A prominent GP has called for an iPad for every doctor and a nurse to allow them to conduct consultations via Skype, thus taking NHS ‘into the modern world’.
Speaking at an event organised by the NHS Tower Hamlets Clinical Commissioning Group, the group’s chairman and east London GP Sir Sam Everington suggested remote consultations conducted through the means of modern technology could ease the pressure felt by doctors in overpopulated regions.
"The iPad, iPhone and the ability to Skype-consult is the equivalent of the stethoscope that was essential to me years ago, every single clinician should be provided with those tools - it should be the norm," he said.
The comments came as the group was discussing what issues the next government should tackle urgently in the first 100 days in power. Sir Sam pointed to the fact that in some parts of London, GPs are forced to see up to 60 patients a day, a number he considers unsustainable.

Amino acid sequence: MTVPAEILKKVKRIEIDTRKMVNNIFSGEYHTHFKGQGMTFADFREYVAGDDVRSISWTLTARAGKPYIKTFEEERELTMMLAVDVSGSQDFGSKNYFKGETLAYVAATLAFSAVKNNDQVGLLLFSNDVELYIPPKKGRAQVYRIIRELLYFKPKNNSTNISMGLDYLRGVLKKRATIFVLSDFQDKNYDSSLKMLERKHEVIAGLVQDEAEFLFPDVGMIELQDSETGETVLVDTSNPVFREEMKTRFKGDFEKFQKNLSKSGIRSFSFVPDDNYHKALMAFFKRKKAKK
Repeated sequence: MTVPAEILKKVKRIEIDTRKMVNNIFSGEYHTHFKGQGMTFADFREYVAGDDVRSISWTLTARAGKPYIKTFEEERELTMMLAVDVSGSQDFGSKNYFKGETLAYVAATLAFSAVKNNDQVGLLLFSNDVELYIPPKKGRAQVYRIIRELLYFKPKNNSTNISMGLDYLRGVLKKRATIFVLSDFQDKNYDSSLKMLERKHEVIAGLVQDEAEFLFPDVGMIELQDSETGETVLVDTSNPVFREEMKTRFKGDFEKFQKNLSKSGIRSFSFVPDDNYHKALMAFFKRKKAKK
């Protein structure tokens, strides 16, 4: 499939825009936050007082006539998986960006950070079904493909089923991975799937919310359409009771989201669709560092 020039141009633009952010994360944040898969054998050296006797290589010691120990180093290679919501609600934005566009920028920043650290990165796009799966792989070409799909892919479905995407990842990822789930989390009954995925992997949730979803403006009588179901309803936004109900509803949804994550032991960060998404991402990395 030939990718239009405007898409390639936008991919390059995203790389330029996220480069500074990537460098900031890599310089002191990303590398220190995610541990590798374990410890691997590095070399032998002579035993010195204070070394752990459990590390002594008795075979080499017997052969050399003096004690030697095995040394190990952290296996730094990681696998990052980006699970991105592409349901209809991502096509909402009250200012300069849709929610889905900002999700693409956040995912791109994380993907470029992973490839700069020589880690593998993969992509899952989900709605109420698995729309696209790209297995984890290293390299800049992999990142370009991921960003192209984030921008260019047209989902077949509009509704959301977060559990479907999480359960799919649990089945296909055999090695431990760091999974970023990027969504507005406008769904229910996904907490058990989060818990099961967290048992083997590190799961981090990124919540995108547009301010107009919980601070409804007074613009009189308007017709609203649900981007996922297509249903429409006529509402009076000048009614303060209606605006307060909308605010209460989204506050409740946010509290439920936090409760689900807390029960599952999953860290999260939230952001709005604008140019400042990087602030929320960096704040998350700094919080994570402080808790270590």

The Department of Health has already ploughed millions of pounds into pilot schemes assessing the effectiveness of e-consultations - such as over Skype or email.
Chris Hopson, chief executive of NHS Providers, which represents trusts, said a balance needs to be found between stabilising the NHS and transforming it as they have become "two polarised views beginning to throw rocks at each other".
He said the NHS deficit will be £1bn by the end of 2014/15, while it has been projected to reach more than £2bn a year later.
In addition to Skype-consulting, Sir Sam proposed GP surgeries should operate more after school hours to make healthcare more accessible to young people while personal responsibility of patients and self-care should be encouraged.
"We do too much for patients, we actually need to be handing over in a much much bigger way," he said.
"We have to now in these financially challenging times, look at the patient as part of the workforce, their families and the local community."